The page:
The equation in the title is incorrect. 2*683! is not actually 1366, but 1266376227051150040750049298975600260378702334455998033658062658948724969769846617561677988973369977136331779827807189406858974521158978576585804736468346618537718043629699239334638697856812580177049291192330226706704493916738338302730276040810580004678928380705329707235495986763310670188555915081036233529889808223794606093734499415673896767013052940286531028949422645002221793324063238530736521782268939572624936117273929434546418818976108863969094532577058659939634278748902816870353784029739897982921626941469244062500516785048971414704152008473094348127772775949598185221459432005855692646058071176945697475061797674217008406837448869144949727544004672401887631512878379090172160238865963673250013561132985069287389297941100754263242045857901804774891400979319923291994043888076432831869746374203459647437796351338230067734227300594809744614053455844144060313636215725614935709102016283760455854559497188718713871836115996848939218107570604556276095638103962254670738212964078301045457178048142067611442874334815596079971611752932520795980380511505366452786040612037922201327276222722709941768267197177043645744775919020049769561328392222964406988829656884032352773672851259868247795118881785221294838037611843104004099244674022527794673522904928479624384470942601608250965167054202850953040417231546545631969092289541436006961226792547767873664802212323740184412256051250094308434464265930769694607340282999540931031220725796106604700384337854304076699180910604451840000000000000000000000000000000000000000000000000000000000000000000000000000000000000000000000000000000000000000000000000000000000000000000000000000000000000000000000000, which is divisible by 2677.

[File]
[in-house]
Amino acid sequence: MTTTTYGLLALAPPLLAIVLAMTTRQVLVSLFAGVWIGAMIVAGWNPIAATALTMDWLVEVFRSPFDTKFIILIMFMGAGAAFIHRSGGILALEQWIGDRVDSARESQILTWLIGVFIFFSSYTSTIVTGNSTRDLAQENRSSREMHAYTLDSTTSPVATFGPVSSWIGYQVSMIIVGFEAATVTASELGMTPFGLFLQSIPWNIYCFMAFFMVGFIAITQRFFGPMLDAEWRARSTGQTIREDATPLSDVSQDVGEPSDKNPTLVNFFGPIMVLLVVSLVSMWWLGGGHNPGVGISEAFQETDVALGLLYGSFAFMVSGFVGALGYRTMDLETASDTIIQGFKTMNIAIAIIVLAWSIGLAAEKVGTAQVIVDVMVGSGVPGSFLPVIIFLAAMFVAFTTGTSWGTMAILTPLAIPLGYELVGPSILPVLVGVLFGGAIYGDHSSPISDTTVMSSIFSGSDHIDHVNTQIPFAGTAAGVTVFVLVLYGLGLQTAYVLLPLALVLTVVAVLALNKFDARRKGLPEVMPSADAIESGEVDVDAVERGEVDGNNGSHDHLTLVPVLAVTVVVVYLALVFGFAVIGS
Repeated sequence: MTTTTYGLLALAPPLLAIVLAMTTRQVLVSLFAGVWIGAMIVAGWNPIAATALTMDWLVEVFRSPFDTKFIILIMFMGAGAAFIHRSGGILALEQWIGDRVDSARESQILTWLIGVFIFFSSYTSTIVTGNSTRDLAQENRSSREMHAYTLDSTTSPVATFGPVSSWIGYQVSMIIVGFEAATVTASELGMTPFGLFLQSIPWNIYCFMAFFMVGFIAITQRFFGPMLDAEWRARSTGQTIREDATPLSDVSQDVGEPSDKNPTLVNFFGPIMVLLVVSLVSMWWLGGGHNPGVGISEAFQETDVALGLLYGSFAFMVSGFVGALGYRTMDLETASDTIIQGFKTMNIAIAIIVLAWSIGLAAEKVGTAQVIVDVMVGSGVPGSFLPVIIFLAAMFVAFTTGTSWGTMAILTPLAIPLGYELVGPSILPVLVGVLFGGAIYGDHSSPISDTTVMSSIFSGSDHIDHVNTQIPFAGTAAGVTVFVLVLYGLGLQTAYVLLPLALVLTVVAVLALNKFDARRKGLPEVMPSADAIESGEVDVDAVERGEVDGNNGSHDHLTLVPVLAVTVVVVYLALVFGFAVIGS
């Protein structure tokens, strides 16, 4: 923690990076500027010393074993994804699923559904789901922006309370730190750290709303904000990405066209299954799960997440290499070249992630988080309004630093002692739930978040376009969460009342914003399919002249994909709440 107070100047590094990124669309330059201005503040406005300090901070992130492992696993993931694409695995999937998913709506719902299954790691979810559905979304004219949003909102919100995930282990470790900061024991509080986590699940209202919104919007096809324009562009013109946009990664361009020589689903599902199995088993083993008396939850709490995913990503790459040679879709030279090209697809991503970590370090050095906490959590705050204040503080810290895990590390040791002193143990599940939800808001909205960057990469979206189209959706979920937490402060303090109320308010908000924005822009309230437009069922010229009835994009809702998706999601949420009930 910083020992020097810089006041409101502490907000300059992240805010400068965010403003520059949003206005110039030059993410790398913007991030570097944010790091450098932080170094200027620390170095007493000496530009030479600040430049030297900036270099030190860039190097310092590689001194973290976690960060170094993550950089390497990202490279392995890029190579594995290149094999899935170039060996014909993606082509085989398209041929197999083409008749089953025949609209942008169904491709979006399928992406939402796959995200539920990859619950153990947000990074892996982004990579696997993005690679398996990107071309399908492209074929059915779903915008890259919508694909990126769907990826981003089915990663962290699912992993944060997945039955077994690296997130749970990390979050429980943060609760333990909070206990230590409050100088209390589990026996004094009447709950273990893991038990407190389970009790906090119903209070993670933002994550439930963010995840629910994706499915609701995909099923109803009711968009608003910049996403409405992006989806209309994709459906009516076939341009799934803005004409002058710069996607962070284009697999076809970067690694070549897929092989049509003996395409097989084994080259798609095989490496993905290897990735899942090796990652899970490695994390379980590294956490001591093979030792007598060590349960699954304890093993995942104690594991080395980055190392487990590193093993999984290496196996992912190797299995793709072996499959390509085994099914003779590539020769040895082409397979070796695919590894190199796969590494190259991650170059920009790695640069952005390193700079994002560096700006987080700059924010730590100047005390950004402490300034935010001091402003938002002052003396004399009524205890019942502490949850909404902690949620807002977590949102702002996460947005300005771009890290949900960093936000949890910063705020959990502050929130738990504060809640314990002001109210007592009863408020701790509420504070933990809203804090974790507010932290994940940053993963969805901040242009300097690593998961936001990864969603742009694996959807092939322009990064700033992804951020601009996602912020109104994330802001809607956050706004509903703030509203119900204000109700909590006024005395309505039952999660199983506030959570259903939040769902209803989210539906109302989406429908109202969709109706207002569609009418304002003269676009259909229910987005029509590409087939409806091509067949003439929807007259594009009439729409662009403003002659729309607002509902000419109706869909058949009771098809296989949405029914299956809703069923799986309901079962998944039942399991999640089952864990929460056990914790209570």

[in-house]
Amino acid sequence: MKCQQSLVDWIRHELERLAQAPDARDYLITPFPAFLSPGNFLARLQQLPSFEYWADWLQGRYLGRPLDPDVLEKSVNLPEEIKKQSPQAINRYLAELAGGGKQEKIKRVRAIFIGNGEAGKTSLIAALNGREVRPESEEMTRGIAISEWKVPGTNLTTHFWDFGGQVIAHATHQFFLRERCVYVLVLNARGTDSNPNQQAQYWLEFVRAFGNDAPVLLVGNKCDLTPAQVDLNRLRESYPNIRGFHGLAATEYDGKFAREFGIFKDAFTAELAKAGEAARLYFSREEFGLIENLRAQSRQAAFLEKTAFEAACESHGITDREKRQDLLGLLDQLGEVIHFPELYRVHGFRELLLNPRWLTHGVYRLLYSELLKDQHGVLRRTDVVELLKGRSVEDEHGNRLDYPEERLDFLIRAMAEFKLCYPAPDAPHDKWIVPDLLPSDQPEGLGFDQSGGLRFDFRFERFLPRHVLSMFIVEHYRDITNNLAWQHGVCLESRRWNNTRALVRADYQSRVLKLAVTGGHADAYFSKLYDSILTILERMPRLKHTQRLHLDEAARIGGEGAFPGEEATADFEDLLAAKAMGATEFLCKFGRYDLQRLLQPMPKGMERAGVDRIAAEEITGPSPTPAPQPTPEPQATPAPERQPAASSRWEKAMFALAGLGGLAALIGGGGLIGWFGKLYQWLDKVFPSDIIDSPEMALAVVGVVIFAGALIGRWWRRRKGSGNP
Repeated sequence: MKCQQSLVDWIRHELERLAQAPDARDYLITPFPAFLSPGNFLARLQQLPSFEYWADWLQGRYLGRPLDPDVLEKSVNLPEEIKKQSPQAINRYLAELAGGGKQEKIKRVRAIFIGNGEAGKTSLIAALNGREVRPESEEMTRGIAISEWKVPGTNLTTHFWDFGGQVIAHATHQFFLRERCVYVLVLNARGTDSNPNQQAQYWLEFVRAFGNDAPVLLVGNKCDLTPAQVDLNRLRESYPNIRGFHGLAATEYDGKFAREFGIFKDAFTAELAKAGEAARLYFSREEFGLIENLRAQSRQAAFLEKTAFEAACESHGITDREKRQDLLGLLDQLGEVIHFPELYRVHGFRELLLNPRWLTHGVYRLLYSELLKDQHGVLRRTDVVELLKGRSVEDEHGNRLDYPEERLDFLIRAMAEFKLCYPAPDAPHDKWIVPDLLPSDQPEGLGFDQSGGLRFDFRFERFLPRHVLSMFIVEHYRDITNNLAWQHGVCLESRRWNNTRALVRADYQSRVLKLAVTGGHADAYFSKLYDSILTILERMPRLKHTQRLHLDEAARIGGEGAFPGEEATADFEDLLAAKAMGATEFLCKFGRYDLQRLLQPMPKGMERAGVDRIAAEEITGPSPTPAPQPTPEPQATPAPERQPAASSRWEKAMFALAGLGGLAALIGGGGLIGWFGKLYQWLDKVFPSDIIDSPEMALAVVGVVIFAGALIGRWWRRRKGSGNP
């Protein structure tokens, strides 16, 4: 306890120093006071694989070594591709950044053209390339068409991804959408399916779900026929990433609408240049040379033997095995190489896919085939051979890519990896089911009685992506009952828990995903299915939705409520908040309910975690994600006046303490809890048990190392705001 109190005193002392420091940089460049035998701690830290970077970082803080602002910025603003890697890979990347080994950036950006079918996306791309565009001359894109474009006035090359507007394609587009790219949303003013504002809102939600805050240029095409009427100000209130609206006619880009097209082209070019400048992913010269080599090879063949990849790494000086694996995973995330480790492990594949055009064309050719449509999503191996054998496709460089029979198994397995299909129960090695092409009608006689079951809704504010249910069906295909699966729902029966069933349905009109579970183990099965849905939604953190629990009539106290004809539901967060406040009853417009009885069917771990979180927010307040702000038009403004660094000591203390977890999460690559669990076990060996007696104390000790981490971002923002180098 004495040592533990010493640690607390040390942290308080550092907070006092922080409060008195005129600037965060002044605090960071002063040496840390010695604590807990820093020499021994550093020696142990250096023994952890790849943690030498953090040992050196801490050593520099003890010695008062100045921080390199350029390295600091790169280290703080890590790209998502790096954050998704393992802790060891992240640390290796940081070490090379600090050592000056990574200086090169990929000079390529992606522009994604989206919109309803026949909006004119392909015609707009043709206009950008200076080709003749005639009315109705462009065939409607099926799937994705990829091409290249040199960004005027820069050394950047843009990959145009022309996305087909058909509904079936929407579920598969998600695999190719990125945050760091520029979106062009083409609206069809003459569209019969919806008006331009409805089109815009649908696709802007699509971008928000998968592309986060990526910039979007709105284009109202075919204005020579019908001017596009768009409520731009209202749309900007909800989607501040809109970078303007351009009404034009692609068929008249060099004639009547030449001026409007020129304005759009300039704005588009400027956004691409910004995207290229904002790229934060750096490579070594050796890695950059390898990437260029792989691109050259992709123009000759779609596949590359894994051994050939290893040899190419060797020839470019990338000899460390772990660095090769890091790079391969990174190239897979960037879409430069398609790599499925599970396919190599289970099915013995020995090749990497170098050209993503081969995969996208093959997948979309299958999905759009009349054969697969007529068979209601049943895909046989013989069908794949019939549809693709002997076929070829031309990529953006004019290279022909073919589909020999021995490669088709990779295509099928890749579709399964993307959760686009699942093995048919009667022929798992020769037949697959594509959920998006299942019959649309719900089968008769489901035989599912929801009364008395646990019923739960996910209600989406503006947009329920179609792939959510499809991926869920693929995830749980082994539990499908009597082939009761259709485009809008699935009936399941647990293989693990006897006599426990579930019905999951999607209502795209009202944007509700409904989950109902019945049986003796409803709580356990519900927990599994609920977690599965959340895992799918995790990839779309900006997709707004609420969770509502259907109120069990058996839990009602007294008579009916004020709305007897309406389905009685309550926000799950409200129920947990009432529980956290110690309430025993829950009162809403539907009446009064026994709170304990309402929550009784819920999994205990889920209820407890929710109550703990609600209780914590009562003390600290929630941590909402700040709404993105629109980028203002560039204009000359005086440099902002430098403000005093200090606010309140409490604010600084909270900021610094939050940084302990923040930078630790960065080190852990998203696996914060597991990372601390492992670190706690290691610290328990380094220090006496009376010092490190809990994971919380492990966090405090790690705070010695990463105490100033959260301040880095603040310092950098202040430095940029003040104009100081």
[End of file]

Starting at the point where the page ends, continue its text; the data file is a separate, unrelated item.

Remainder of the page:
I'm intrigued to see how this gets displayed.
     
  8. Nov 28, 2009 #7

    Borek

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    Re: 1366=2*683!

    When I was starting the thread I couldn't decide whether I should post the exclamation mark, or not. Now you know why... Sigh.
     
  9. Nov 28, 2009 #8
    Re: 1366=2*683!

    By widescreen I mean playback directly on the laptop. Most "widescreen" 14" laptop displays are 1280x768 or 1280x800 - slightly narrower (15:9 or 16:10). This laptop is exactly 16:9. So, maybe they wanted a screen that allowed widescreen DVD and blu-ray playback with correct aspect ratio and without black bars. They didn't want to go lower than 768 lines, because that would become a usability issue. And the next "true 16:9" standard up from 1366x768 is 1920x1080, and those either don't exist in 14" or they are incredibly expensive.

    Of course, you can't really play back blu-ray properly on a 1366x768 screen, because you have to downsample from 1920x1080. Not to mention that the laptop does not even come with a blu-ray player. So that leaves widescreen DVDs.